Handling sensitive patient data is a new norm for technology companies, especially those providing hospitals and doctors administrative and cloud services.
Which is why health experts were not fazed by a revelation that Google (GOOG) had access to patient data via a recently-disclosed agreement with health network Ascension. Yet the growing backlash also exposes the lack of knowledge consumers have about the myriad laws that govern their health data — and wariness the general public has about Big Tech.
“The arrangement between Google and Ascension most likely conforms to the requirements of the business associate agreement,” Katherine Hempstead, a health policy expert at the Robert Wood Johnson Foundation, told Yahoo Finance.
The agreement referenced by Hempstead is a part of the Health Insurance Portability and Accountability Act of 1996. Otherwise known as HIPAA, the law allows third-party access to patient health information, based on a framework the two parties outline.
Yet a dearth of awareness about how HIPAA works, and the steady encroachment of tech companies in the health sector, is converging in the debate over the Google-Ascension deal.
“We lack a common understanding about patient data privacy,” Hempstead said.
“Many people worry that their health data will be combined with their other personal consumer data, and recent vertical integrations and other types of data-sharing relationships between health and non-health firms heighten those concerns,” she added.
Data, health privacy collide
In fact, patient health data is already being stored digitally in electronic medical records and through claims data with insurers. Like every other major cache of consumer data, these records have also been susceptible to data breaches over the years — and health companies have paid hefty fines as a result.
The Office for Civil Rights in the U.S. Department of Health and Human Services (HHS) tracks these data breaches. It is the federal entity investigating the relationship between Google and Ascension, one of the largest health systems in the country.
“Some of the solutions we are working on with Ascension are not yet in active clinical deployment, but rather are in early testing. This is one of the reasons we used a code name for the work—in this case, ‘Nightingale,’” Google’s Tariq Shaukat wrote.
Amid speculation the agreement was a way to monetize patient information, Eduardo Conrado, executive vice president of strategy and innovations at Ascension, said that the patient data being stored is not allowed to be used for any marketing. It also is in keeping with the industry’s trend toward cloud storage, he wrote.
“Hospitals and clinical software vendors across the country have converted or are in the process of converting to electronic health records stored in the cloud, and soon the entire industry will be adopting this approach,” Conrado said.
The duo said that any characterization of trying to bill patients more was incorrect, and that the goal was to create a more efficient system— the outline of which mirrors previous attempts to us artificial intelligence to help diagnose and treat patients.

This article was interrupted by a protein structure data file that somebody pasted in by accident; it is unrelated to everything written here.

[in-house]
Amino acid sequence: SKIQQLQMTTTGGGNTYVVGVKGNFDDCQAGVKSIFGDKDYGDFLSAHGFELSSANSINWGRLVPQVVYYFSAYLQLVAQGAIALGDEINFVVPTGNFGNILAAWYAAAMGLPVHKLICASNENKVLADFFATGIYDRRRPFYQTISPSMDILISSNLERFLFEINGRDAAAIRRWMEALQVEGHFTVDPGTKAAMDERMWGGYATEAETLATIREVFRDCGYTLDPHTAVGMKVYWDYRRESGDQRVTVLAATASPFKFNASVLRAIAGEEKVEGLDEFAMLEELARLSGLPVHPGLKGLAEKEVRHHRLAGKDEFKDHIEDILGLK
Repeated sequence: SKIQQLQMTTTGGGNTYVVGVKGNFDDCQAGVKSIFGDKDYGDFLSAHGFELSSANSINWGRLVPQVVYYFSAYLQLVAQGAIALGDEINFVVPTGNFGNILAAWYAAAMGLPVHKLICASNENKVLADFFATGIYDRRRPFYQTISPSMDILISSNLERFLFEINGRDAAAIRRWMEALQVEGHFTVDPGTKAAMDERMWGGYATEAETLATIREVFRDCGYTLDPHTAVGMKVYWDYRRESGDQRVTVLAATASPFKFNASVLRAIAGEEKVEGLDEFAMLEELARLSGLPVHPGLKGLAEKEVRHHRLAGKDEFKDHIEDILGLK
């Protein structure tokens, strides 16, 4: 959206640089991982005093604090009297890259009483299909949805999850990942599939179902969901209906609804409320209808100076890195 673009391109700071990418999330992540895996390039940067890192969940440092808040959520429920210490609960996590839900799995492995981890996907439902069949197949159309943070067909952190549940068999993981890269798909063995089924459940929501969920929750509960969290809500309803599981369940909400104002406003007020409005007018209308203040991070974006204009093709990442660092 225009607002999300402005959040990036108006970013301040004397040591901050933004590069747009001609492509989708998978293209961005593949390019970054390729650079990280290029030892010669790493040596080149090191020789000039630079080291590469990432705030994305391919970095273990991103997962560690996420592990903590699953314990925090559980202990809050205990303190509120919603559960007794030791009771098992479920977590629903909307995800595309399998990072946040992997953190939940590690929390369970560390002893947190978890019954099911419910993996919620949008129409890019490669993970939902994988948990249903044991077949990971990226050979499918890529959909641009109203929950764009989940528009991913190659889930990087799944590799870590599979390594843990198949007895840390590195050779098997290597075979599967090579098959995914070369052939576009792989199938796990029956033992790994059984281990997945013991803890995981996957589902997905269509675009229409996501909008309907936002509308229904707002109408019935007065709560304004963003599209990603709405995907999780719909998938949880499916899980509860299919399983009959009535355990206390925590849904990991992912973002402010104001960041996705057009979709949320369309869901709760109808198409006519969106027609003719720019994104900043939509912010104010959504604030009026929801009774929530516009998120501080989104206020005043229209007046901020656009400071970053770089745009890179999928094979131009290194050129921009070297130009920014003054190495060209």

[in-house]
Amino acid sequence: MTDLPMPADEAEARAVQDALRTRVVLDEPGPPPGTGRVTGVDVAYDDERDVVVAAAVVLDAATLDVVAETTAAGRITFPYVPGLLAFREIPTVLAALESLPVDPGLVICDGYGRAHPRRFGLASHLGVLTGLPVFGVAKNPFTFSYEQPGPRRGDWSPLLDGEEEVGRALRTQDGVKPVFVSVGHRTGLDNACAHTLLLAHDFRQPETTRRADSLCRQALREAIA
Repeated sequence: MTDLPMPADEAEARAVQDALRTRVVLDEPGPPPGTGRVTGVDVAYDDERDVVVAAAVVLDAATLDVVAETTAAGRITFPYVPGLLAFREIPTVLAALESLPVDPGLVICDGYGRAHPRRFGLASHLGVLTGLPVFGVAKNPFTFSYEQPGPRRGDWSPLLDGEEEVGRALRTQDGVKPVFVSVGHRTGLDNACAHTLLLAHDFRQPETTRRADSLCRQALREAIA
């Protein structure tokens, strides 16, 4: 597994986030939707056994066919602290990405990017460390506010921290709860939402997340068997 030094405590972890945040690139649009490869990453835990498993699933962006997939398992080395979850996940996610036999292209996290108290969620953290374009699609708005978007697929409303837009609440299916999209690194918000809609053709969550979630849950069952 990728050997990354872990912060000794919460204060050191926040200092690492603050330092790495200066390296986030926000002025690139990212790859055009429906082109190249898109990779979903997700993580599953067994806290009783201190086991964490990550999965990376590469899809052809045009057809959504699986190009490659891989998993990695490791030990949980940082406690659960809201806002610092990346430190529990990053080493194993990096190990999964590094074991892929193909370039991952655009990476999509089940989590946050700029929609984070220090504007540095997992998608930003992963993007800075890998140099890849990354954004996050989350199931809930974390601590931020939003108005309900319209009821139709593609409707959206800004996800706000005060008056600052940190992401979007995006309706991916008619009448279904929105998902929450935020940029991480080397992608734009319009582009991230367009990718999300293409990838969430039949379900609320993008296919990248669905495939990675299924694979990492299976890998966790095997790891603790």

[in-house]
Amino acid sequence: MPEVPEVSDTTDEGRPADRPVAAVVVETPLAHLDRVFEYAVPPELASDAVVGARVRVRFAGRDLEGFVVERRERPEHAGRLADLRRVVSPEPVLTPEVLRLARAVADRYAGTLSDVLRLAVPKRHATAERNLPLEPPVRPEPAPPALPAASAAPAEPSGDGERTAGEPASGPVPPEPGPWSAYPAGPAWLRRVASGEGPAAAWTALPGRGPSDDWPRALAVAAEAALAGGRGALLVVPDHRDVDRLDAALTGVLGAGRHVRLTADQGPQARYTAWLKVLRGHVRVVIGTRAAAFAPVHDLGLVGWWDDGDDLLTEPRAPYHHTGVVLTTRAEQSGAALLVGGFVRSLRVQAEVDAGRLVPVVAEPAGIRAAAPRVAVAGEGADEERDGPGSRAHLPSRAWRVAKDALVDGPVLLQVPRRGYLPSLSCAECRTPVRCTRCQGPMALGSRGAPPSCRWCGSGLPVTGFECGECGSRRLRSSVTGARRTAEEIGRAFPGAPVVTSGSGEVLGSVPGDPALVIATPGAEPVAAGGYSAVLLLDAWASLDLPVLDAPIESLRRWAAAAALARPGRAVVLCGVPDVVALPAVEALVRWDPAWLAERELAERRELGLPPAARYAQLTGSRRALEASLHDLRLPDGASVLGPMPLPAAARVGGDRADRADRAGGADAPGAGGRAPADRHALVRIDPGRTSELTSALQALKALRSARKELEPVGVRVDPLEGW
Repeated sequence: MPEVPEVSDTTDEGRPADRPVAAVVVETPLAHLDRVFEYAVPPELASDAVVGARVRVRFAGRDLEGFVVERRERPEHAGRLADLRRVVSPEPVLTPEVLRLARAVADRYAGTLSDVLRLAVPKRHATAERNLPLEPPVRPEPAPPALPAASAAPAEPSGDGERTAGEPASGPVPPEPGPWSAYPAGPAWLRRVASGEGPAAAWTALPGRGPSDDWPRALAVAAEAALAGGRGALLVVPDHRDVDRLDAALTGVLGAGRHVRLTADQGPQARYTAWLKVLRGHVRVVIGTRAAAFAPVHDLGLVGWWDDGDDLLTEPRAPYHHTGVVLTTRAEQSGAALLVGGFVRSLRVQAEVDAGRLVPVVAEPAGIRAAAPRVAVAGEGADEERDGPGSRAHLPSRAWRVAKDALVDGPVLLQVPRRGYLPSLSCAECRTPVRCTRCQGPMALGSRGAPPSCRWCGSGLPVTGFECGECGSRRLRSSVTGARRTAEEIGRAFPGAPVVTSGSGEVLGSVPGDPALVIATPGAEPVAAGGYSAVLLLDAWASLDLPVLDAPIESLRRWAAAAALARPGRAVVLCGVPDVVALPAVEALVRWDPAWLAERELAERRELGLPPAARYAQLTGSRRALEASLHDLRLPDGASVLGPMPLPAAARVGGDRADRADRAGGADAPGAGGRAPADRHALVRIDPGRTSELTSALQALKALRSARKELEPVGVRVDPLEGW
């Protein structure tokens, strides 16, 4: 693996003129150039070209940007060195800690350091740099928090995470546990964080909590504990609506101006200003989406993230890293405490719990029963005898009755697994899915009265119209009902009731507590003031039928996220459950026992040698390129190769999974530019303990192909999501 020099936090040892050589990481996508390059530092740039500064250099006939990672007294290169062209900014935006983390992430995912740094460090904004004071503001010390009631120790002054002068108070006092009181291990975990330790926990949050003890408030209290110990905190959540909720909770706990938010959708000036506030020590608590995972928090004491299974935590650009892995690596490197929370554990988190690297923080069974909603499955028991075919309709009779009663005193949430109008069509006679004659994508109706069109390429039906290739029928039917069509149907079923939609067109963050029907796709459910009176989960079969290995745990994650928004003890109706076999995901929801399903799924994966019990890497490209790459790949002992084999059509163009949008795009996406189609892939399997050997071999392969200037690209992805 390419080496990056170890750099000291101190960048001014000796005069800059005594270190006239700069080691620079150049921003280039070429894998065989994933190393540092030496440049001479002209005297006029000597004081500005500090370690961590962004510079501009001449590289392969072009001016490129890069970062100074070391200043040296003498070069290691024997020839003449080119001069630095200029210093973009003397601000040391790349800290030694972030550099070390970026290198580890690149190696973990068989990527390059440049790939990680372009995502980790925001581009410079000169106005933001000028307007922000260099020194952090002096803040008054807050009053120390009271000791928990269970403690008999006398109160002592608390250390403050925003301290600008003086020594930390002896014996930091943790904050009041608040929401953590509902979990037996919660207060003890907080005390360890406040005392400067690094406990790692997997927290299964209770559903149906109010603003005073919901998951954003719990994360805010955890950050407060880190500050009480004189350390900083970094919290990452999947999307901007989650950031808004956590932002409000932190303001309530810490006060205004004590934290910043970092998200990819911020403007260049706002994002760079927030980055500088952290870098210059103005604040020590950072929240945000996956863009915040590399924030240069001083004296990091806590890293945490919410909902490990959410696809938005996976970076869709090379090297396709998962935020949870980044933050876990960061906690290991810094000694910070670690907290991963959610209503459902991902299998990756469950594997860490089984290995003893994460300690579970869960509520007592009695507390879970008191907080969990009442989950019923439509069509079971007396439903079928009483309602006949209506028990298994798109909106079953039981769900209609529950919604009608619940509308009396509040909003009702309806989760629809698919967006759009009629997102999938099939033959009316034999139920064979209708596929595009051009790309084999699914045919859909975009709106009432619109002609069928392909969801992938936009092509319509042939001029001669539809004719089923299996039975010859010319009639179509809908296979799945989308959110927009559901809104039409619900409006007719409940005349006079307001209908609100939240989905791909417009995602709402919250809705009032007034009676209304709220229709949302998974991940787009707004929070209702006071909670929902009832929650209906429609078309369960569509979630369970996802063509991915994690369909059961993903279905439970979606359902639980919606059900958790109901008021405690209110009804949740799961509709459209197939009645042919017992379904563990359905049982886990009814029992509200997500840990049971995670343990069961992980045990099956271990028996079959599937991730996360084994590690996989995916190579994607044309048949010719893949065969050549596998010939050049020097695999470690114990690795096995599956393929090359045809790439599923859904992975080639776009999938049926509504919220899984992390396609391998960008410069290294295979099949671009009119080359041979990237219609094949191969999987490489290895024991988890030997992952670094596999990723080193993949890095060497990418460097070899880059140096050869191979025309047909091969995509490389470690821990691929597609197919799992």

“The goal is to be able to pull clinical information from many different systems and sites of care into a consolidated view, so caregivers are able to make the best decision for patients,” Conrado said.
The issue also underscores how much more awareness is needed around digital privacy, experts said.
Zack Cooper, a health policy expert and assistant professor at Yale’s School of Public Health, told Yahoo Finance that Google likely knows more sensitive information about users than any doctor.
“Google knows a lot more about me that’s sensitive, from my search history than they do from a medical record,” he said.
Which is why there has been concern about matching consumer and patient information.
But even if Google’s and Ascension’s relationship is HIPAA-compliant. It could be delving into what one expert said is a “gray area” of health data privacy— a result of the law being unable to change at the pace of technology.
“Where I think there’s a gap between HIPAA compliance and consumer expectation is what we’re seeing around the country with these other laws being enacted that go beyond HIPAA,” Elizabeth Litten, a partner at Fox Rothschild LLP, told Yahoo Finance Wednesday.
HIPAA may be the most comprehensive law, and covers thing like electronic medical records and health apps, but it doesn’t cover wearables and anonymized data, Litten said.
Wearables is an area Google also recently entered with its purchase of Fitbit.
States like California and Vermont have data broker laws, which covers the collection and sale of personal information to third parties that HIPAA misses.
But it remains to be seen what the HHS finds and how they address the concerns.
However, Hempstead said the problem is beyond health care.
“Not just in health care but more generally,” she said, “we are not doing a good job communicating to people how their personal data may be used and when and how they can exercise agency.”
Anjalee Khemlani is a reporter at Yahoo Finance. Follow her on Twitter: @AnjKhem